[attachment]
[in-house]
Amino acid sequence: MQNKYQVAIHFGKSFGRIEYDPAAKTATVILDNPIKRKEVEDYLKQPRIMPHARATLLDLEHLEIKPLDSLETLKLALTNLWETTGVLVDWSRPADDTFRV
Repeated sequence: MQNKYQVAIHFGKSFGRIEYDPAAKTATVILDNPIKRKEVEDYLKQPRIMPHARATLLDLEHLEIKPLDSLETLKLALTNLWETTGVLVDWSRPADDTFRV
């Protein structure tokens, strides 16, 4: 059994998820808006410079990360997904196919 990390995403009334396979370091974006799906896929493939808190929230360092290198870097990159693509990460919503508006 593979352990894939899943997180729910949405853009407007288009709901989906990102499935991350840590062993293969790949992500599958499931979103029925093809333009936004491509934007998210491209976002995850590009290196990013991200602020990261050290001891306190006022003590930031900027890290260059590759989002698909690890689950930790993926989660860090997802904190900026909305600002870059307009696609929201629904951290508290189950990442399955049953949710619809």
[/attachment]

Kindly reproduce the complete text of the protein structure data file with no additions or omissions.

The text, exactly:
[in-house]
Amino acid sequence: MQNKYQVAIHFGKSFGRIEYDPAAKTATVILDNPIKRKEVEDYLKQPRIMPHARATLLDLEHLEIKPLDSLETLKLALTNLWETTGVLVDWSRPADDTFRV
Repeated sequence: MQNKYQVAIHFGKSFGRIEYDPAAKTATVILDNPIKRKEVEDYLKQPRIMPHARATLLDLEHLEIKPLDSLETLKLALTNLWETTGVLVDWSRPADDTFRV
């Protein structure tokens, strides 16, 4: 059994998820808006410079990360997904196919 990390995403009334396979370091974006799906896929493939808190929230360092290198870097990159693509990460919503508006 593979352990894939899943997180729910949405853009407007288009709901989906990102499935991350840590062993293969790949992500599958499931979103029925093809333009936004491509934007998210491209976002995850590009290196990013991200602020990261050290001891306190006022003590930031900027890290260059590759989002698909690890689950930790993926989660860090997802904190900026909305600002870059307009696609929201629904951290508290189950990442399955049953949710619809």